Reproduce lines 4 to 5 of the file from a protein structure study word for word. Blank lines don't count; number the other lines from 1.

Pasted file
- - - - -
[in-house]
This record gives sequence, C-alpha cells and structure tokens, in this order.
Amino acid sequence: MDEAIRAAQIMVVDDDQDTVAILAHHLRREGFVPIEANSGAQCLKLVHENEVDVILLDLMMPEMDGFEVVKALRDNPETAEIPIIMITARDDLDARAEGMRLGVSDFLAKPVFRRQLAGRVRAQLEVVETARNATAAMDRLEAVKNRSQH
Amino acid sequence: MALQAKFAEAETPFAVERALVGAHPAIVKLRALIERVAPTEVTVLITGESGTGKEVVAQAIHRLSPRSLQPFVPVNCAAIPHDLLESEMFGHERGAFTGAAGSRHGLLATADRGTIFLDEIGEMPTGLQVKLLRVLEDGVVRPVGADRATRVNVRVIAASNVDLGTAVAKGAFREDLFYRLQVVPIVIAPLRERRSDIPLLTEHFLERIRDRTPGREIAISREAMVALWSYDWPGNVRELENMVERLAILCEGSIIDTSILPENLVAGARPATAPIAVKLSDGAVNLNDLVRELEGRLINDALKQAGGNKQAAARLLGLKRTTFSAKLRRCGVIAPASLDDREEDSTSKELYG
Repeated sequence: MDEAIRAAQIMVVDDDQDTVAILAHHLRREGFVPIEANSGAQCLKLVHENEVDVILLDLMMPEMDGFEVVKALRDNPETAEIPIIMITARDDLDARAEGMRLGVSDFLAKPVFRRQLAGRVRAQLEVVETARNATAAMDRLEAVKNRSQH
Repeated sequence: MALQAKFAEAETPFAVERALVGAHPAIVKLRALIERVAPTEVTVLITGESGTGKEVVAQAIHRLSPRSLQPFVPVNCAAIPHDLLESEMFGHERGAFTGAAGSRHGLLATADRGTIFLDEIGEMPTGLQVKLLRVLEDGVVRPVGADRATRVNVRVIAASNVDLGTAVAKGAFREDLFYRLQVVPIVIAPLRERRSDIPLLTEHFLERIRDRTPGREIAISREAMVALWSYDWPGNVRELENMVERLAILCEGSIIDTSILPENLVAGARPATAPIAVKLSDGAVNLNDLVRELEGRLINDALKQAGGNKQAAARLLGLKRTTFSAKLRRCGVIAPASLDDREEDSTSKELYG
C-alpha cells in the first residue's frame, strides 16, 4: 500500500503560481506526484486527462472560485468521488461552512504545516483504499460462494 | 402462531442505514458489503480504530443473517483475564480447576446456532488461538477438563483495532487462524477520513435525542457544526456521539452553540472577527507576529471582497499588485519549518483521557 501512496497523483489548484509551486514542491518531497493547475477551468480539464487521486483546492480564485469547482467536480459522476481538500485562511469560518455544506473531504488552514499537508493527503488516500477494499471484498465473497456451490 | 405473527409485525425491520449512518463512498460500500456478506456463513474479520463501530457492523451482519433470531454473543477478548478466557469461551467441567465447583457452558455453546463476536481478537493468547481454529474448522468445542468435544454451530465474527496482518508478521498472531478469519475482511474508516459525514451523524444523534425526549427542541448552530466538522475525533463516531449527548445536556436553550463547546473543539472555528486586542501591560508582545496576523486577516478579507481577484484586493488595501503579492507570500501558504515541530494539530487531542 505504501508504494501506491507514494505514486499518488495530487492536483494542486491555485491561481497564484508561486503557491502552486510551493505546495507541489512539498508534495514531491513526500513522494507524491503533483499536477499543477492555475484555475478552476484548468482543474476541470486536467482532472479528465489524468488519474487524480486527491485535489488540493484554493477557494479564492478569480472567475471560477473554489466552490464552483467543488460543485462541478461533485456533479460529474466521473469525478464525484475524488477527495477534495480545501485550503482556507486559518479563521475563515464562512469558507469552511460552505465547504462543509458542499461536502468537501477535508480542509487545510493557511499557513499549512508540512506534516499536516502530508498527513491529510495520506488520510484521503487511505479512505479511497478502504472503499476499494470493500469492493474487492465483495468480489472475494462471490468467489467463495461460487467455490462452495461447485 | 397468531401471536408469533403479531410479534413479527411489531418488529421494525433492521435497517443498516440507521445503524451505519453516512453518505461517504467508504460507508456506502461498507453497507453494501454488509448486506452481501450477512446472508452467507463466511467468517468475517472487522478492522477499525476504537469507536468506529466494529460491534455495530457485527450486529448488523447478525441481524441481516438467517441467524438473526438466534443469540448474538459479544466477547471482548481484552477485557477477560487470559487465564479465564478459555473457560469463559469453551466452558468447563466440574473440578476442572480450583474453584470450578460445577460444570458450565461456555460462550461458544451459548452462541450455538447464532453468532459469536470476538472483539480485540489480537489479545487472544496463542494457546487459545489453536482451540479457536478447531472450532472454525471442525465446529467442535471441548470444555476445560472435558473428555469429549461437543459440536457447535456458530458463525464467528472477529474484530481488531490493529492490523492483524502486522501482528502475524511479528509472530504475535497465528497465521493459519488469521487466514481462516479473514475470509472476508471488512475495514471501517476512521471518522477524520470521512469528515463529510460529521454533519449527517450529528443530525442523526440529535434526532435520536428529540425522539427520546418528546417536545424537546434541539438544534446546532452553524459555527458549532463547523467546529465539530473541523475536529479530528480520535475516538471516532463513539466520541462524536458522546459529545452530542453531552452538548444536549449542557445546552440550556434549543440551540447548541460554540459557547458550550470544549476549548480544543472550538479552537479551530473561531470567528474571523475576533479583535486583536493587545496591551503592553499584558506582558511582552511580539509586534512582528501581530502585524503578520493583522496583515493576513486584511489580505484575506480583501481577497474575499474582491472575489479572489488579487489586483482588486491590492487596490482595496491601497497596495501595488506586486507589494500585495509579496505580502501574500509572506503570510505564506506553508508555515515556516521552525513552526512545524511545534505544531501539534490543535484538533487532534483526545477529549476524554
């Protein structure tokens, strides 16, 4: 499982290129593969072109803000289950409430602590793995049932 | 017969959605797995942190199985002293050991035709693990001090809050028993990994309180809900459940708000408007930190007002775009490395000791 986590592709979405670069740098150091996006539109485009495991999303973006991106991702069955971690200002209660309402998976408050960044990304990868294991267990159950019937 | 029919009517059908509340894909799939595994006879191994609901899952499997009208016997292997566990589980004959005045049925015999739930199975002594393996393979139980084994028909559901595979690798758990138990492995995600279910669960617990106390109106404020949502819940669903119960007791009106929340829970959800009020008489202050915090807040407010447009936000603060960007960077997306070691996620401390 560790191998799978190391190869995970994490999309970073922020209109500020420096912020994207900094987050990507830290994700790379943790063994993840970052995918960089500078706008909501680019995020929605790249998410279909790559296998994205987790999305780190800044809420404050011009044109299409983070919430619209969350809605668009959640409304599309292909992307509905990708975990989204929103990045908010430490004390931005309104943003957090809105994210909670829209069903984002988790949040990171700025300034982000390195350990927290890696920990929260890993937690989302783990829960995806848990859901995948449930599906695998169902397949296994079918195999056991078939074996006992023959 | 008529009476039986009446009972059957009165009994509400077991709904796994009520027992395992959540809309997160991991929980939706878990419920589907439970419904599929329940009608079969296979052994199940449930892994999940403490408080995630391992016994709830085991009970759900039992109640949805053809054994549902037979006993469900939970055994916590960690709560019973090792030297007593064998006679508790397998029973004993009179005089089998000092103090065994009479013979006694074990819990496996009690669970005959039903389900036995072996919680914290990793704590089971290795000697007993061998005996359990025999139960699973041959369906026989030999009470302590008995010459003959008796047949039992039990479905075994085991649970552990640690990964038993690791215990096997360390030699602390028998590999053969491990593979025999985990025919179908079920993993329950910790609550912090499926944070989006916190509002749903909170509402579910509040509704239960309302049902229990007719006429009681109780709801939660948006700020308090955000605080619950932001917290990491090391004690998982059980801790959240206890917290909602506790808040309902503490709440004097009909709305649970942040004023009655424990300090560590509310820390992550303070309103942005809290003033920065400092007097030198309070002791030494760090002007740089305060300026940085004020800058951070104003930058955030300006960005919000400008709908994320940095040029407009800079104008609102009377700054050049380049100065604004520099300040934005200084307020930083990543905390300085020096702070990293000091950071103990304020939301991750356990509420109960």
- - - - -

Amino acid sequence: MALQAKFAEAETPFAVERALVGAHPAIVKLRALIERVAPTEVTVLITGESGTGKEVVAQAIHRLSPRSLQPFVPVNCAAIPHDLLESEMFGHERGAFTGAAGSRHGLLATADRGTIFLDEIGEMPTGLQVKLLRVLEDGVVRPVGADRATRVNVRVIAASNVDLGTAVAKGAFREDLFYRLQVVPIVIAPLRERRSDIPLLTEHFLERIRDRTPGREIAISREAMVALWSYDWPGNVRELENMVERLAILCEGSIIDTSILPENLVAGARPATAPIAVKLSDGAVNLNDLVRELEGRLINDALKQAGGNKQAAARLLGLKRTTFSAKLRRCGVIAPASLDDREEDSTSKELYG
Repeated sequence: MDEAIRAAQIMVVDDDQDTVAILAHHLRREGFVPIEANSGAQCLKLVHENEVDVILLDLMMPEMDGFEVVKALRDNPETAEIPIIMITARDDLDARAEGMRLGVSDFLAKPVFRRQLAGRVRAQLEVVETARNATAAMDRLEAVKNRSQH